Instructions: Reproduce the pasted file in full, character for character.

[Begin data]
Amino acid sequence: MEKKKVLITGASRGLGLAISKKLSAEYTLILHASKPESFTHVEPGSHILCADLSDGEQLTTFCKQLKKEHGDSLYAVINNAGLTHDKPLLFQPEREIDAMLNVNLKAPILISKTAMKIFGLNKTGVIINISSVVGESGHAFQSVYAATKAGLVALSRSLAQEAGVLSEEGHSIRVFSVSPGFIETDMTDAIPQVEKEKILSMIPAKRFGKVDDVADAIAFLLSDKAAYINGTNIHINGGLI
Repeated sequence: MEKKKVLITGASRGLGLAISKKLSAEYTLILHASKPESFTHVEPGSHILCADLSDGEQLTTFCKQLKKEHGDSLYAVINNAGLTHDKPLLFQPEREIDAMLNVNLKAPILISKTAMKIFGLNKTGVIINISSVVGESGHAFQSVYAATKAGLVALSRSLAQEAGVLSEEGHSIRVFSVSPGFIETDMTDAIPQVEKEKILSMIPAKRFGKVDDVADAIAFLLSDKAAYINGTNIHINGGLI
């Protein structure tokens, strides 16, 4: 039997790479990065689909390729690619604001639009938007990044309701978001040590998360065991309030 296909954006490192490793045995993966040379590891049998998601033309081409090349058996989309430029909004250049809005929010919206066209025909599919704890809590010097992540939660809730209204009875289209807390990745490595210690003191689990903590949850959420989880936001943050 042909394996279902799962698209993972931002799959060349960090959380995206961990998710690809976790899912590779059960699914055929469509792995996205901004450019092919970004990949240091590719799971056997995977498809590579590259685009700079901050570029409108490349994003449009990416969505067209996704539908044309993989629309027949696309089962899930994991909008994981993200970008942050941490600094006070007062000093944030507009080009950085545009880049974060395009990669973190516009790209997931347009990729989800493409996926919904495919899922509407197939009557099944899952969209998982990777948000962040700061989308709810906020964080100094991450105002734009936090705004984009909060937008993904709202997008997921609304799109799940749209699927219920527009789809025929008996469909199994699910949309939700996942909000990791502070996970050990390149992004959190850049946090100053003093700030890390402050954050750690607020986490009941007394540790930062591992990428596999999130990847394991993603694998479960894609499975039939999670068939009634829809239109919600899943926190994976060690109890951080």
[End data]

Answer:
Amino acid sequence: MEKKKVLITGASRGLGLAISKKLSAEYTLILHASKPESFTHVEPGSHILCADLSDGEQLTTFCKQLKKEHGDSLYAVINNAGLTHDKPLLFQPEREIDAMLNVNLKAPILISKTAMKIFGLNKTGVIINISSVVGESGHAFQSVYAATKAGLVALSRSLAQEAGVLSEEGHSIRVFSVSPGFIETDMTDAIPQVEKEKILSMIPAKRFGKVDDVADAIAFLLSDKAAYINGTNIHINGGLI
Repeated sequence: MEKKKVLITGASRGLGLAISKKLSAEYTLILHASKPESFTHVEPGSHILCADLSDGEQLTTFCKQLKKEHGDSLYAVINNAGLTHDKPLLFQPEREIDAMLNVNLKAPILISKTAMKIFGLNKTGVIINISSVVGESGHAFQSVYAATKAGLVALSRSLAQEAGVLSEEGHSIRVFSVSPGFIETDMTDAIPQVEKEKILSMIPAKRFGKVDDVADAIAFLLSDKAAYINGTNIHINGGLI
């Protein structure tokens, strides 16, 4: 039997790479990065689909390729690619604001639009938007990044309701978001040590998360065991309030 296909954006490192490793045995993966040379590891049998998601033309081409090349058996989309430029909004250049809005929010919206066209025909599919704890809590010097992540939660809730209204009875289209807390990745490595210690003191689990903590949850959420989880936001943050 042909394996279902799962698209993972931002799959060349960090959380995206961990998710690809976790899912590779059960699914055929469509792995996205901004450019092919970004990949240091590719799971056997995977498809590579590259685009700079901050570029409108490349994003449009990416969505067209996704539908044309993989629309027949696309089962899930994991909008994981993200970008942050941490600094006070007062000093944030507009080009950085545009880049974060395009990669973190516009790209997931347009990729989800493409996926919904495919899922509407197939009557099944899952969209998982990777948000962040700061989308709810906020964080100094991450105002734009936090705004984009909060937008993904709202997008997921609304799109799940749209699927219920527009789809025929008996469909199994699910949309939700996942909000990791502070996970050990390149992004959190850049946090100053003093700030890390402050954050750690607020986490009941007394540790930062591992990428596999999130990847394991993603694998479960894609499975039939999670068939009634829809239109919600899943926190994976060690109890951080």